Even the acquifition of knowledge is often much facilitated by the advantages of fociety: he that never compares his notions with thofe of others, readily acquiefces in his firft thoughts, and very feldom discovers the objections which may be raised against his opinions; he, therefore, often thinks. himself in poffeffion of truth, when he is only fondling an error long fince exploded. He that has neither companions nor rivals in his studies, will always applaud his own progrefs, and think highly of his performances, because he knows not that others have equalled or excelled him. And I am afraid it may be added, that the student who withdraws himfelf from the world, will foon feel that ardour extinguished which praise or emulation had enkindled, and the advantage of fecrefy to fleep, rather than to labour.

There remains yet another set of reclufes, whofe intention intitles them to higher refpect, and whose motives deserve a more ferious confideration. These retire from the world, not merely to bask in cafe or gratify curiofity; but that being difengaged from common cares, they may employ more time in

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the duties of religion: that they may regulate their actions with ftricter vigilance, and purify their thoughts by more frequent meditation.

To men thus elevated above the mifts of mortality, I am far from prefuming myfelf qualified to give directions. On him that appears " "to pass through "things temporary," with no other care than "not "to lofe finally the things eternal," I look with fuch veneration as inclines me to approve his conduct in the whole, without a minute examination of its parts; yet I could never forbear to wish, that while vice is every day muliplying feducements, and ftalking forth with more hardened effrontery, virtue would not withdraw the influence of her prefence, or forbear to affert her natural dignity by open and undaunted perfeverance in the right. Piety practifed in folitude, like the flower that blooms in the defart, may give its fragrance to the winds of Heaven, and delight thofe unbodied fpirits that furvey the works of God and the actions of men; but it bestows no affiftance upon earthly beings, and however free from taints of impurity, yet wants the facred fplendor of beneficence.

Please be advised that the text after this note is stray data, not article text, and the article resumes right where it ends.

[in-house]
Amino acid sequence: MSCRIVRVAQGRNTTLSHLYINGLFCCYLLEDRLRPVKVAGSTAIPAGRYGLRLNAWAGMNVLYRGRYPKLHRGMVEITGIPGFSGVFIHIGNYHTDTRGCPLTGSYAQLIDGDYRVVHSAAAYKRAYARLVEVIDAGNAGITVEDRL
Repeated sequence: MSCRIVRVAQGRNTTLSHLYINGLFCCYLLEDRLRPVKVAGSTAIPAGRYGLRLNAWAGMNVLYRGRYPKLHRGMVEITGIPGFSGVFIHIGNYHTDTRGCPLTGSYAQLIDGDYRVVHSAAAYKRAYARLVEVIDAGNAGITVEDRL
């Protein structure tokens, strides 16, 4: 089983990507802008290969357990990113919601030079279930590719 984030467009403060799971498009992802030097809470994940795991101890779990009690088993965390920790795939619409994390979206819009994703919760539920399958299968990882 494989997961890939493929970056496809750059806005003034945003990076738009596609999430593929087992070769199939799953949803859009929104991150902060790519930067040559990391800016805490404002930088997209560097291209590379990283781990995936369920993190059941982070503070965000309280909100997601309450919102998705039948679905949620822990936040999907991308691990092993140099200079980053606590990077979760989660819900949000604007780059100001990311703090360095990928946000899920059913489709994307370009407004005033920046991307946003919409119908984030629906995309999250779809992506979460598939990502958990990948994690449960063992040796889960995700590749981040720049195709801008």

Our Maker, who, though he gave us fuch varieties of temper and fuch difference of powers, yet defigned us all for happiness, undoubtedly intended, that we fhould obtain that happiness by different means. Some are unable to refift the temptations of importunity, or the impetuofity of their own paffions incited by the force of prefent temptations: of these it is undoubtedly the duty to fly from enemies which they cannot conquer, and to cultivate, in the calm of folitude, that virtue which is too tender to en: dure

dure the tempefts of publick life. But there are others, whofe paffions grow more ftrong and irre gular in privacy; and who cannot maintain an uniform tenor of virtue, but by expofing their manners to the publick eye, and affifting the admonitions of confcience with the fear of infamy: for fuch it is dangerous to exclude all witneffes of their conduct, till they have formed ftrong habits of virtue, and weakened their paffions by frequent victories. But there is a higher order of men fo infpired with ardour, and fo fortified with refolution, that the world paffes before them without influence or regard: thefe ought to confider themselves as appointed the guardians of mankind: they are placed in an evil world, to exhibit publick examples of good life; and may be faid, when they withdraw to folitude, to defert the station which Providence affigned them.